Other voices

Senate must move to confirm U.S. ambassadors

July 23, 2014 

Sacramento Bee editorial

Who cares about Namibia? It's so far away. Or Sierra Leone, or Cameroon, or Niger, or Lesotho?

Evidently, not the U.S. Senate, at least not Republicans, who have decided the U.S. doesn't need ambassadors in those African nations, or in dozens of other countries.

In one of the latest manifestations of the nation's dysfunctional capital, more than 40 individuals nominated by President Barack Obama to be ambassadors are waiting for Senate confirmation. That means nearly a fourth of the 169 nations where the U.S. has embassies have no ambassador.

Like presidents before him, Obama adheres to the tradition of appointing campaign donors to some ambassadorial posts. Presidents, no matter their party affiliation, reward their political friends.

Obama, for example, nominated Noah Mamet to serve in Argentina. Mamet is intelligent and polished, and also is a major Los Angeles-area bundler of campaign donations for Democratic presidential and congressional candidates.

But many more nominees are career foreign service officers, who have spent decades in far-flung posts representing U.S. interests, and received the honor of being nominated based on merit. They are individuals such as Thomas Daughton, Obama's nominee for Namibia.

A graduate of Amherst College and the University of Virginia Law School, Daughton has been in the foreign service since 1989. He has served in embassies and consulates in Jamaica, the Philippines, Lebanon, Morocco, Malaysia, Algeria and Gabon. Obama nominated him June 30, 2013.

No fewer than 23 ambassadorial nominees have had their confirmation pending in the Senate for more than 200 days; 16 were nominated more than 300 days ago. Roughly a fourth of African nations have no U.S. ambassador, which is especially shabby given that Obama is scheduled to host more than 40 African leaders next month in Washington.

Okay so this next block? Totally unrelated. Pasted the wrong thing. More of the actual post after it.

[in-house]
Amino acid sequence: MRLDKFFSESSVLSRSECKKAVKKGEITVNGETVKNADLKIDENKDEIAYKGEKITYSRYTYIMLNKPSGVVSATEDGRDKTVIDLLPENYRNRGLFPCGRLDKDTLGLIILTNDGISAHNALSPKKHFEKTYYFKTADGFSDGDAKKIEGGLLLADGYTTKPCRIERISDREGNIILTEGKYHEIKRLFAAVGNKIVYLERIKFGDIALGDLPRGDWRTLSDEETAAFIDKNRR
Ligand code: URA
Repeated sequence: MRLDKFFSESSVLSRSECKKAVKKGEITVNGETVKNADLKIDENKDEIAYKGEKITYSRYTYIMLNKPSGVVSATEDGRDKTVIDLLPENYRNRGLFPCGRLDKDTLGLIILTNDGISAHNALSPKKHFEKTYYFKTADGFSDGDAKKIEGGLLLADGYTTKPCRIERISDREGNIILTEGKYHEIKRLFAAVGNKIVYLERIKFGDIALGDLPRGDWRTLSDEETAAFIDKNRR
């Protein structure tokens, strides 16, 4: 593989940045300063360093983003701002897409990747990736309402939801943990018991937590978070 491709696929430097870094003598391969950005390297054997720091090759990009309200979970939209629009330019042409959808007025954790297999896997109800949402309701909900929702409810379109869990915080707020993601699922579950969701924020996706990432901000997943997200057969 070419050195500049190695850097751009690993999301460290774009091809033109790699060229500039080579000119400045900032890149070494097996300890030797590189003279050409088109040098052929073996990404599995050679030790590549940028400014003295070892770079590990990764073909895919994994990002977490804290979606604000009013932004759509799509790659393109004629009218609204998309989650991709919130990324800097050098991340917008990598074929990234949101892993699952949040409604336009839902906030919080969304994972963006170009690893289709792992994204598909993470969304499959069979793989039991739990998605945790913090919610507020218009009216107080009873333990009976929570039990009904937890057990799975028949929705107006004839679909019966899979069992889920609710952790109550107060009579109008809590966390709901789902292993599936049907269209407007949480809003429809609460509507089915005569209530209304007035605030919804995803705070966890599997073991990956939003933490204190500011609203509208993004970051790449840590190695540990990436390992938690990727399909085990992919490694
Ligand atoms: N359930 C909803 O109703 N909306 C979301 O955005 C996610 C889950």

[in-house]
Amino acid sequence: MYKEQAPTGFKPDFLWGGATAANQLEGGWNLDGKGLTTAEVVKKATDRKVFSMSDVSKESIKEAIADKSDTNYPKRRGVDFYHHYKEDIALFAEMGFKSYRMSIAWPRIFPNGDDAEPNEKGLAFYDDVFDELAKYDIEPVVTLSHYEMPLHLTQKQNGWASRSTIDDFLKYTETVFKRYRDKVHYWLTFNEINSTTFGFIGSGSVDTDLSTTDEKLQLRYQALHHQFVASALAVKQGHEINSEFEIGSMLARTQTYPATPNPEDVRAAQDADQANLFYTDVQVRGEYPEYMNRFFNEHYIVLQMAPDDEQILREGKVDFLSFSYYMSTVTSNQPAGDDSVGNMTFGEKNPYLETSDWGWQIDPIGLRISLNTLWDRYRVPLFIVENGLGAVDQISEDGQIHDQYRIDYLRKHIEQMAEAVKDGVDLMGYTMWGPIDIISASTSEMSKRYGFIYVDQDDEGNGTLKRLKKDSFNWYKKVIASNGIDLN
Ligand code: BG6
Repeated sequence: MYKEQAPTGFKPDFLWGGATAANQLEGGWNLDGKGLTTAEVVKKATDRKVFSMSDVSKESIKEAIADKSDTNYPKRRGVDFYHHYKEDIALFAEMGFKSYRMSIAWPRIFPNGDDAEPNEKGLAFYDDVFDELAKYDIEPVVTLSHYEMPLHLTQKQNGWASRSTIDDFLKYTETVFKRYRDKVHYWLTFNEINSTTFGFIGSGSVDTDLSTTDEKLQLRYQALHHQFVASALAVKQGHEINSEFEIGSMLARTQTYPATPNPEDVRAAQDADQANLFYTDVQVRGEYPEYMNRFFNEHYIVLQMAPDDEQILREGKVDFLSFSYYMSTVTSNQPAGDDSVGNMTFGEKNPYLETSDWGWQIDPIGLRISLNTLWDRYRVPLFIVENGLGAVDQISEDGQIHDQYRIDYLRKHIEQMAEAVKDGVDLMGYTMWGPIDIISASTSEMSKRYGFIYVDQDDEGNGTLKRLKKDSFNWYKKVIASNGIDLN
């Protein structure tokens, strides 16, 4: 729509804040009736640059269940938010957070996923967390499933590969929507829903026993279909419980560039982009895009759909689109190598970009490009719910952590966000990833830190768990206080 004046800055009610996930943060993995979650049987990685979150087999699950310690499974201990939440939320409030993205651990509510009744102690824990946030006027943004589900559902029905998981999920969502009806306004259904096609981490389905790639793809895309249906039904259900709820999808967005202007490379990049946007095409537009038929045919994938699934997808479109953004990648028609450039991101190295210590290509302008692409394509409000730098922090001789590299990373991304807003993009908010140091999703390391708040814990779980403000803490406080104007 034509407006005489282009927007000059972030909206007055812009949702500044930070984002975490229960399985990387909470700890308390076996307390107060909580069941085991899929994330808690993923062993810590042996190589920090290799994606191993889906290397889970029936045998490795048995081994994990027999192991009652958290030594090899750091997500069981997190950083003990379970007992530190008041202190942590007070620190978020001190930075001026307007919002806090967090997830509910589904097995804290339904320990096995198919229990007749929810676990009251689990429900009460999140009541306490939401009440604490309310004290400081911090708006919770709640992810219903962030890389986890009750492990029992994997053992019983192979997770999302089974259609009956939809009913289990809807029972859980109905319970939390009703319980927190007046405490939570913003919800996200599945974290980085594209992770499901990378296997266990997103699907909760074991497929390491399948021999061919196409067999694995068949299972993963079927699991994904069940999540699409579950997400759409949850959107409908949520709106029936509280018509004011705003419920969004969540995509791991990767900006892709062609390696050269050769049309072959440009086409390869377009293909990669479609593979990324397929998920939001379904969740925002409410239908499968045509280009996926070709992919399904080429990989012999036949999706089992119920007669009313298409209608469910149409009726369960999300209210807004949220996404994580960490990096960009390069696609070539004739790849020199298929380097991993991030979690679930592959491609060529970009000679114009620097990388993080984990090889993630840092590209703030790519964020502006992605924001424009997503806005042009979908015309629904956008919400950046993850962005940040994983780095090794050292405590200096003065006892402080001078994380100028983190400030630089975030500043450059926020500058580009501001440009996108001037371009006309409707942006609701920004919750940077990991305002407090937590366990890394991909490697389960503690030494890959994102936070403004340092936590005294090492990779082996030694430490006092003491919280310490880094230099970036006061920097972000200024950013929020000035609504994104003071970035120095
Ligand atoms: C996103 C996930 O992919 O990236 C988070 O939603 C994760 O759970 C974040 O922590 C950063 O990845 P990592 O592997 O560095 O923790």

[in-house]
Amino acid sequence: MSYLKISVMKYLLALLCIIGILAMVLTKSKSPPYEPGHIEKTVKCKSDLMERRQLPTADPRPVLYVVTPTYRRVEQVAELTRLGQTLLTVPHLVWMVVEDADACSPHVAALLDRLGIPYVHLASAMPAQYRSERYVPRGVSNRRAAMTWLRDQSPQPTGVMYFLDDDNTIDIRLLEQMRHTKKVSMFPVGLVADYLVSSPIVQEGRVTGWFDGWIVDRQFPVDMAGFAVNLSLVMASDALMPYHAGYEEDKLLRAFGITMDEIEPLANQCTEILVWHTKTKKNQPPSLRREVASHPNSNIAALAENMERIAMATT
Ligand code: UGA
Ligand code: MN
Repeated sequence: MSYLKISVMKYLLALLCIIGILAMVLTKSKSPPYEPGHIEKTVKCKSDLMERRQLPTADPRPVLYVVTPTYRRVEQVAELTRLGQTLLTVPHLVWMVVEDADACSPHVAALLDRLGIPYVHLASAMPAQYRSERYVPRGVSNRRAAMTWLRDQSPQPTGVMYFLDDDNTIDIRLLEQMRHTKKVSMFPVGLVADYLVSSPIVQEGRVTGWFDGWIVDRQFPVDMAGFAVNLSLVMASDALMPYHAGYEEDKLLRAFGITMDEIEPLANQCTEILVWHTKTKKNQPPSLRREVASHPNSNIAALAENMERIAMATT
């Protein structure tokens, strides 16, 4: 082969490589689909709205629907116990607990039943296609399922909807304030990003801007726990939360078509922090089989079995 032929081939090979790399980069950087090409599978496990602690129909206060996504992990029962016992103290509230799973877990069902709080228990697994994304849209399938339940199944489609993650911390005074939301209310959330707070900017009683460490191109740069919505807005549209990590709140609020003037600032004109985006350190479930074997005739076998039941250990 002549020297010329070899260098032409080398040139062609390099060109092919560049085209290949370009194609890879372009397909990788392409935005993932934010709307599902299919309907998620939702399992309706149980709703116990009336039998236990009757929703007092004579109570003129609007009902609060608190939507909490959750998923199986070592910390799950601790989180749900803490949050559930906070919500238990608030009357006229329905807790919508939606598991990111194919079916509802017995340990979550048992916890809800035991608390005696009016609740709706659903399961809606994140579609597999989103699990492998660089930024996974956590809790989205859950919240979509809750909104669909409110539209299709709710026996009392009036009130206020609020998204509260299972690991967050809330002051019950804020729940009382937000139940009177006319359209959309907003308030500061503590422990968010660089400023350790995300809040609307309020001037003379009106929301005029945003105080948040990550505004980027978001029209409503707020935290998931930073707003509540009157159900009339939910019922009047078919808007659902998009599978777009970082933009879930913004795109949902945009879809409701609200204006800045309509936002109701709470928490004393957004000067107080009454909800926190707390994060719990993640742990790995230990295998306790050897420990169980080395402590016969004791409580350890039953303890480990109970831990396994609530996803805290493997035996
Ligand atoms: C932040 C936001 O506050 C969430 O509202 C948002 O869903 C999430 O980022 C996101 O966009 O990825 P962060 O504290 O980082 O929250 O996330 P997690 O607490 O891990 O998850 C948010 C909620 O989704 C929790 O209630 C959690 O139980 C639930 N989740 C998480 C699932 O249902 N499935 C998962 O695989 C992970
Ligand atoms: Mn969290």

It's also short-sighted. Many U.S. companies have interests in Africa. Africa also is a region where piracy threatens international shipping, and where the terrorist organization Boko Haram kidnapped 200 girls in Nigeria for daring to attend school.

Ambassadors serve as this nation's eyes and ears, are the face of this nation for foreign governments, and interpret those nations for our leaders. Secretary of State John Kerry noted that members of Congress called for action to hinder Boko Haram, but that there are no ambassadors in neighboring countries, Cameroon and Niger, where victims could be held captive.

He also cited the flow of children from Central America to the United States, saying: "Our hand would be stronger in daily diplomacy if we had an ambassador in Guatemala, one of the key sources of children sent on this dangerous journey."

Part of Senate Republican Leader Mitch McConnell's obstructionism can be traced to Senate Majority Leader Harry Reid's decision to limit filibusters. But it also speaks to a lack of urgency about foreign affairs and the GOP's general refusal to cooperate with the Obama administration.

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